The Tokyo Electric Power Company (TEPCO), operator of the crippled Fukushima Daiichi Nuclear Power Plant, admitted this week that it had known since last April that radioactive water was leaking at the plant, but had not reported it until now.
The announcement comes after another highly contaminated leak was found in a gutter that pours rain and groundwater from the plant into a nearby bay.
The leak found last April contained cesium levels as high as 23,000 becquerels per liter, more than 10 times the level seen in other water samples taken from the same roof.
TEPCO said it will prevent this leak from contaminating other water sources by placing absorbent sandbags in the area, while also covering the drains that lead to the sea. These measures are expected to be in place by the end of March.
The utility claimed monitoring systems in nearby ocean waters never showed an increase in radiation levels.
TEPCO has been criticized for its handling of the plant’s closure and cleanup since the March 2011 earthquake and tsunami that devastated it.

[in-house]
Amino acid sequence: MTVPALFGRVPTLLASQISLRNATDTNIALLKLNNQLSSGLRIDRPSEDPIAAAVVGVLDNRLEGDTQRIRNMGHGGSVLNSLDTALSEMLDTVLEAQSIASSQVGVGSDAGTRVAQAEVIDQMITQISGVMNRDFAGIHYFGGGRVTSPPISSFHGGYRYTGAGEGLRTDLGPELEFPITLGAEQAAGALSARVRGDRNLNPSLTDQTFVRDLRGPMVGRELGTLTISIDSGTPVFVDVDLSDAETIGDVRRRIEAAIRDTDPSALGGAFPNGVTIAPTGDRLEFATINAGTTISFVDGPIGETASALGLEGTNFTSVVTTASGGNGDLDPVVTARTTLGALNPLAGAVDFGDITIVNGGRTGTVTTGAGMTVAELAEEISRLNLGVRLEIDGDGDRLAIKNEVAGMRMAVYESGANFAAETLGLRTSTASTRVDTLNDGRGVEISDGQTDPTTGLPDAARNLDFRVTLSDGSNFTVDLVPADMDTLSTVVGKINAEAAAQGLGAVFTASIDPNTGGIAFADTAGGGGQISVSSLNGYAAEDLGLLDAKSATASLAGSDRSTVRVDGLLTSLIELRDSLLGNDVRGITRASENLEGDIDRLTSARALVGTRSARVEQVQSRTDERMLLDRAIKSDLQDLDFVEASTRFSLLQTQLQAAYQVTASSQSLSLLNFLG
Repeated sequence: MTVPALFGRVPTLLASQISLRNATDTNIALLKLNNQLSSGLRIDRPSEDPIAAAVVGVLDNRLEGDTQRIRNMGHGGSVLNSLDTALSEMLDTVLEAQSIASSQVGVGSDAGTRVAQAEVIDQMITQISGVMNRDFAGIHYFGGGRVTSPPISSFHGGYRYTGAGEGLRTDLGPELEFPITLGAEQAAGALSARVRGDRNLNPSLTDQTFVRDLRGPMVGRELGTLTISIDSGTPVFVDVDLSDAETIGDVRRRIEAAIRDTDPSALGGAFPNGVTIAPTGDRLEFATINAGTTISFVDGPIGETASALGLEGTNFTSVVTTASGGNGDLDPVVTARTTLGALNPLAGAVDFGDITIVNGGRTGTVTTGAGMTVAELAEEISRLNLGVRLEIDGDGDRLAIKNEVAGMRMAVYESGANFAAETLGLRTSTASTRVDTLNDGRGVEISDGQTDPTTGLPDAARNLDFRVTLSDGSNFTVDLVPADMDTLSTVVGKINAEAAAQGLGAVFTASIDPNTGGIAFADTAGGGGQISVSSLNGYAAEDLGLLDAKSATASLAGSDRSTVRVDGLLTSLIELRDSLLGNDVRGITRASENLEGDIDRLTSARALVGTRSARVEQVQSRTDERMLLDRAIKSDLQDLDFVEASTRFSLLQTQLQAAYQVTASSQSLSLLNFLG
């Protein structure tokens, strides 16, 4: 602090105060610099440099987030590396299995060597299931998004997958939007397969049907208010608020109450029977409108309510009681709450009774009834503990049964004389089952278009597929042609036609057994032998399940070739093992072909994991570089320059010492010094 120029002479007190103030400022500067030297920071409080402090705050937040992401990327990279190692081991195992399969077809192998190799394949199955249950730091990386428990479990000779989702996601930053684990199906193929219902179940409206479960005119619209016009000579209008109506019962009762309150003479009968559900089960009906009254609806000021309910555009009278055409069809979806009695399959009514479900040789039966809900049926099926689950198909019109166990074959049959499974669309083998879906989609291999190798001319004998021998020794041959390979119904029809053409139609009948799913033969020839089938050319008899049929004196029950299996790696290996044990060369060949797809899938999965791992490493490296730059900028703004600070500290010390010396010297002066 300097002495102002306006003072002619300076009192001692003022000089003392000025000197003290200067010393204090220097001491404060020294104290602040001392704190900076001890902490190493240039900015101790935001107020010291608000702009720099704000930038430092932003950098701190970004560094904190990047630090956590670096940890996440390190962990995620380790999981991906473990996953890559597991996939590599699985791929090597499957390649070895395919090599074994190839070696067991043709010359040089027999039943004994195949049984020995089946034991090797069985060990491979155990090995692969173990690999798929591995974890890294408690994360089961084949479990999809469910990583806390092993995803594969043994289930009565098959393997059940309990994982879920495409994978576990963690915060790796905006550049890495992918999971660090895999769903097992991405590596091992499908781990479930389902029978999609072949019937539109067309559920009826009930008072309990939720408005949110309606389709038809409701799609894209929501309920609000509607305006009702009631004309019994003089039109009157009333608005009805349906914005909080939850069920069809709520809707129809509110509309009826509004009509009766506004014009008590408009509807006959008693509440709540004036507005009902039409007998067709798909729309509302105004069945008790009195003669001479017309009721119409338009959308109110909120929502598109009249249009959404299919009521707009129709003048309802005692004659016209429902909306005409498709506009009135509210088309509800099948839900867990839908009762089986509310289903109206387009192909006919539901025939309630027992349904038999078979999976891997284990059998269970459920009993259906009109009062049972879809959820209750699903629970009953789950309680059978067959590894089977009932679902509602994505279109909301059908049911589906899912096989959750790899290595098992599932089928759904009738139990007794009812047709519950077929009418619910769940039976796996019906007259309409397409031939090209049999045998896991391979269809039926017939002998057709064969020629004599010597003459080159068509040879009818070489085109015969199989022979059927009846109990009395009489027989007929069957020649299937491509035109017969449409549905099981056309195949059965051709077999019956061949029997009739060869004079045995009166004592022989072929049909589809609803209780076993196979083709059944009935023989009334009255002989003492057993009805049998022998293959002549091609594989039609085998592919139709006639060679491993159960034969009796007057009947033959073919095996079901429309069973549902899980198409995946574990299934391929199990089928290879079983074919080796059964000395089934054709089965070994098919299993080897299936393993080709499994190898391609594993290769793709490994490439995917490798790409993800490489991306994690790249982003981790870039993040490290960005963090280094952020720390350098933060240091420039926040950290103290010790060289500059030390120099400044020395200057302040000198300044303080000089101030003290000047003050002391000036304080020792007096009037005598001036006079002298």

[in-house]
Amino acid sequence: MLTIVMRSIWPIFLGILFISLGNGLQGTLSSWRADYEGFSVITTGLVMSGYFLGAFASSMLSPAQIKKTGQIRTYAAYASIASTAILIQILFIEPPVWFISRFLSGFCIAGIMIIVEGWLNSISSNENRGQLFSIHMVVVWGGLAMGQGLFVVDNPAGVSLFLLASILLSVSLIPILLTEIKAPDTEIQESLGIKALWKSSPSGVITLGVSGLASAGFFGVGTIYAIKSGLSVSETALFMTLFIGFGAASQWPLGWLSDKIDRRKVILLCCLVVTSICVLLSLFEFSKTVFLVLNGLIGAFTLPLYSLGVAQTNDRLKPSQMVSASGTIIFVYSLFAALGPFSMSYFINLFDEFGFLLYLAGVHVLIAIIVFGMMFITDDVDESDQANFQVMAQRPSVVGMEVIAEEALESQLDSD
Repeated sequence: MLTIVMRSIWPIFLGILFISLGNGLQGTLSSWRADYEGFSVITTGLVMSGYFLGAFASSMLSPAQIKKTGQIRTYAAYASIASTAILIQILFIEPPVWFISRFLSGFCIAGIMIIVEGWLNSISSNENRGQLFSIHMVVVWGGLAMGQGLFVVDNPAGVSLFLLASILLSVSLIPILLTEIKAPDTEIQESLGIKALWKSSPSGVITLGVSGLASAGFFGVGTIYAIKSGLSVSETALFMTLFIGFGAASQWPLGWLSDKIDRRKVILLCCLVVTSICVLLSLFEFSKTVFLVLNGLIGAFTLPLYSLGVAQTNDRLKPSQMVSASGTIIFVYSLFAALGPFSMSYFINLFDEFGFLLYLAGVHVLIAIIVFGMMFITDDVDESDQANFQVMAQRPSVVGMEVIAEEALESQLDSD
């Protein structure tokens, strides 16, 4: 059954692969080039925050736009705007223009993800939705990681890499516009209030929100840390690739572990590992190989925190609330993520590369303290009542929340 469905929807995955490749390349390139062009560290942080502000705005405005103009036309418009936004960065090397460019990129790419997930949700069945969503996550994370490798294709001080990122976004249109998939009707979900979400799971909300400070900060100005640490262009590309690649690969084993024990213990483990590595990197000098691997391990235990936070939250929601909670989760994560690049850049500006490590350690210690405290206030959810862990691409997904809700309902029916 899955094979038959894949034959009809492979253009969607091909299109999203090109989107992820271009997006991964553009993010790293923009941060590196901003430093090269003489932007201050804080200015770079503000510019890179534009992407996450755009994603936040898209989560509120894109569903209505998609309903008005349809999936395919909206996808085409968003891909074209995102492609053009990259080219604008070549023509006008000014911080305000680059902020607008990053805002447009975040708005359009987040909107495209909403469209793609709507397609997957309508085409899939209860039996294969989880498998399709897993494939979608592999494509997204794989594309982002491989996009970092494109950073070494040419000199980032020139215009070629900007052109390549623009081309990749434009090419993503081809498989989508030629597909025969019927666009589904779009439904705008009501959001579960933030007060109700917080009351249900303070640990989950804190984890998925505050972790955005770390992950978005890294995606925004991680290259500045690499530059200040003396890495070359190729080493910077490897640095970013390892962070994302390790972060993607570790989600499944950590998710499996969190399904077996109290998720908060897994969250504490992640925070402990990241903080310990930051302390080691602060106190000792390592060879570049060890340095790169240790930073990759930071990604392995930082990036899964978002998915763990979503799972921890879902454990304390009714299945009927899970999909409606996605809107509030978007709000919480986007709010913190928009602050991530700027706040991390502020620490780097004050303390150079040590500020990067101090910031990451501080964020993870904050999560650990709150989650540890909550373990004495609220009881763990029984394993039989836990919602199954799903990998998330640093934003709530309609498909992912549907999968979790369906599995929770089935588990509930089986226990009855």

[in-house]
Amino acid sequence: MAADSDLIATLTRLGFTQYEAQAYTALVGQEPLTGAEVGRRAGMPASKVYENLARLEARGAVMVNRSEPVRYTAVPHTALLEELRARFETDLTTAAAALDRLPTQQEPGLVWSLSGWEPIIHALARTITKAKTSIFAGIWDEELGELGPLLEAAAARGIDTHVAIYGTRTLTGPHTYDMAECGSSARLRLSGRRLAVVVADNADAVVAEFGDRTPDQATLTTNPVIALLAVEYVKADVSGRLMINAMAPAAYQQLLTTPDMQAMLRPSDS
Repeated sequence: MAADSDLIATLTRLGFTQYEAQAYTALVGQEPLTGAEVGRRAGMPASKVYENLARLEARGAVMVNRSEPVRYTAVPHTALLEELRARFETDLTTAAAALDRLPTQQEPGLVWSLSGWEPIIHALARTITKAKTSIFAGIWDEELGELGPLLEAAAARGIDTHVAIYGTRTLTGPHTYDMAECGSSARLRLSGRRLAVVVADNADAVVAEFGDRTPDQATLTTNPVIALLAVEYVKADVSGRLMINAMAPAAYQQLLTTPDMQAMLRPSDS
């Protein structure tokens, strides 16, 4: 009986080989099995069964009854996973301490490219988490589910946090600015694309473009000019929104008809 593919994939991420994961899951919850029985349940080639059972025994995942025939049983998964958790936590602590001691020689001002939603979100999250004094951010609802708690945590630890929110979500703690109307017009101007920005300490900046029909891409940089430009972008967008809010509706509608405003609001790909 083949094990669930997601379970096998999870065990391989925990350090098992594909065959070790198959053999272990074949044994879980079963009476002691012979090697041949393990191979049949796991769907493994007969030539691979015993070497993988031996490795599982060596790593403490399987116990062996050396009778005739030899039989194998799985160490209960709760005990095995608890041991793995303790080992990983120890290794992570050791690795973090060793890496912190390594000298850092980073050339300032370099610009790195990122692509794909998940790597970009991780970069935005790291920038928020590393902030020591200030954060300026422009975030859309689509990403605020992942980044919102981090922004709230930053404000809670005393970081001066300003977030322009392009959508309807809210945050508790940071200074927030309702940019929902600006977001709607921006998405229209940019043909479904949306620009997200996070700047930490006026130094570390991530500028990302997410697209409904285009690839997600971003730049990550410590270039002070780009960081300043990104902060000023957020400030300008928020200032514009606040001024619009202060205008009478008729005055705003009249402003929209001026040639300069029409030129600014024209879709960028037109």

Fukushima Prefecture Governor Masao Uchibori told Nippon TV that “It is extremely regrettable the swift release of information and the importance of that awareness -- these basic things were not carried out.”
Local fishermen also expressed concern about the failure to report the leaks, which could affect their livelihoods.
Handling contaminated wastewater at the plant has been one of TEPCO’s biggest problems. Every day, more contaminated water is produced by the cooling process at the plant, and by groundwater and rainwater seeping into damaged sections.
The company is storing the wastewater on site until it can be treated and released into the Pacific Ocean. However, it has encountered a number of difficulties, including running out of space for more storage tanks, leaks of several hundred tons of wastewater, as well as the ongoing problems with the treatment system, which has often been non-operational for long periods of time.
TEPCO had previously set a deadline for having all wastewater treated by the end of March, but announced earlier this year that it would miss its self-imposed deadline by at least two months.